The Significance of Liver Enzymes

by Michael_Koger

Evaluation of liver enzymes requires consideration of many clinical and laboratory possibilities.

Primary care physicians regularly encounter clients with abnormal chemistry profiles. The question arises—when this occurs, how can he or she manage it?

Naturally, hepatocellular injury can lead to elevation of aminotransferases. When cholestatic disorders are present, the medical doctor will have an especial interest in blood tests for alkaline phosphatase and bilirubin [1, 2].

The list of conditions which may occur in this regard is quite lengthy. Some of them include fatty liver disease, medication overdose, and alcohol toxicity. Autoimmune hepatitis, alpha-1 antitrypsin deficiency, viral hepatitis, and hereditary hemochromatosis are others [1, 2].

Diligent Investigation Necessary

     These laboratory elevations, however, do not take place only because of liver problems.  For example, rhabdomyolysis may lead to a similar outcome.  In any event, some of these patients will present to the health care facility without any complaint.  It is important that the clinician investigate these situations regardless of how benign they seem [1, 2].

     These scenarios, therefore, require a thorough history and physical examination.  The history must include questions about non-prescription drugs and herbal remedies.  Of course, the medical doctor has to inquire about medications that other physicians have administered to the patient.  It is well-known that illicit drugs may lead to liver function test abnormalities [1, 2].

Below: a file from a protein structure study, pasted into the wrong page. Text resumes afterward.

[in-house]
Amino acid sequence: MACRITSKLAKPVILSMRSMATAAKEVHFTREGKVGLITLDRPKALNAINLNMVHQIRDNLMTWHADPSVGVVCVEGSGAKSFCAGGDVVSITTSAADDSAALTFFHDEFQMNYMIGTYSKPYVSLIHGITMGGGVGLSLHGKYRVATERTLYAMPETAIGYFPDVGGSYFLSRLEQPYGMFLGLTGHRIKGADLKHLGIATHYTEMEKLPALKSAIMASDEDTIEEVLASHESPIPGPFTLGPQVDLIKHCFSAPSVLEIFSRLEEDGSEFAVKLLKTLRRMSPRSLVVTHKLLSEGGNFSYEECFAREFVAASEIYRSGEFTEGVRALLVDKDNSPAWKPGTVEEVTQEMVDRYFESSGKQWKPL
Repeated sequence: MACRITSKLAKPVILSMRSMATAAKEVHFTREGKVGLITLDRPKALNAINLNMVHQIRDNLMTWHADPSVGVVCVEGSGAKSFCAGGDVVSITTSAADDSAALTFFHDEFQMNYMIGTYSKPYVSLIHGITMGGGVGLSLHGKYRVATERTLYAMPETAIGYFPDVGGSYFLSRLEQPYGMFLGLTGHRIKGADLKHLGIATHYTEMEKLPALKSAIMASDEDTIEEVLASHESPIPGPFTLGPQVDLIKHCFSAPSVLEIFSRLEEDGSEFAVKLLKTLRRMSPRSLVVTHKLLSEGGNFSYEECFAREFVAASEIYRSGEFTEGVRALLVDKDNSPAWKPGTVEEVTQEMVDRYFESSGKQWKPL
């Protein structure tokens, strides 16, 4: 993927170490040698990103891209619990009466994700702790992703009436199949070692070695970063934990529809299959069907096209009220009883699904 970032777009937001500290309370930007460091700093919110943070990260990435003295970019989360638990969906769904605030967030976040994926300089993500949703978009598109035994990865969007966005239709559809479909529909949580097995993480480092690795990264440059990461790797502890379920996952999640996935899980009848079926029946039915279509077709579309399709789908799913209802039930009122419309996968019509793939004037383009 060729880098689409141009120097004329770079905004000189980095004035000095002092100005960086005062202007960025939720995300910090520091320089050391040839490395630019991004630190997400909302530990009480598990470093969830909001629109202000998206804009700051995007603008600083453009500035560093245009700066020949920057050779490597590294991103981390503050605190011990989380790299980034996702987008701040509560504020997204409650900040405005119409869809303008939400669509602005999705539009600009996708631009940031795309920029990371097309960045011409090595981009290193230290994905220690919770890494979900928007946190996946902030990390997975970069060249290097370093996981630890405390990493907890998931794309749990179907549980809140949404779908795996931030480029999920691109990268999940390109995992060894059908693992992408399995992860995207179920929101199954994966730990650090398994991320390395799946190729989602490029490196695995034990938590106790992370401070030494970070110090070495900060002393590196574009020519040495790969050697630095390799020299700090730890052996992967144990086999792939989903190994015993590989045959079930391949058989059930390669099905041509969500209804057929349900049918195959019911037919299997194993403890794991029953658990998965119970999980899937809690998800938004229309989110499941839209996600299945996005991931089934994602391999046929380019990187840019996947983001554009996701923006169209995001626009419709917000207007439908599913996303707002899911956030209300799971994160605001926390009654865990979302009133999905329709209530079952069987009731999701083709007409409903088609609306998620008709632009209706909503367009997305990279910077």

Viral hepatitis is an infirmity which clinicians have studied for many decades.  The health care team has to consider blood transfusions, unprotected sex, organ transplant, perinatal transmission, and travel to parts of the world as possible causes.  One must also remember that health care employees are at risk for it [1, 2].

     Inquiry about medications which clients take can entail quite a long list.  Other well-known infirmities to consider are non-alcoholic fatty liver disease (NAFLD) and non-alcoholic steatohepatitis.  There may be 100 million people in the United States with NAFLD

[1, 2].

     Another important item is the occurrence of aminotransferase elevation during the third trimester of pregnancy.  The tests can also be abnormal with physical exercise [1, 2].


     In conclusion, the occurrence of liver enzyme abnormality is an important finding which deserves good investigation and determination of what else may be present.


  1. Agganis, B., Lee, D., and Sepe, T.  (2018).  Liver enzymes:  No trivial elevations, even if asymptomatic.  Cleveland Clinic Journal of Medicine, 85, 612-617.
  2. Malakouti, M., Kataria, A., Ali, S., and Schenker, S.  (2017).  Elevated liver enzymes in asymptomatic patients—What should I do?  Journal of Clinical and Translational Hepatology, 5, 394-403.
  3. The photo shows a library at the U.S. Centers for Disease Control and Prevention and is reprinted with permission from that organization.
  4. Copyright 2018 Michael Koger, Sr.  All Rights Reserved.


The information contained in this article is for educational purposes only, and one should not use it for diagnosis or treatment without the opinion of a health professional. Any reader who is concerned about his or her health should contact their physician for advice.

Updated: 10/26/2018, Michael_Koger
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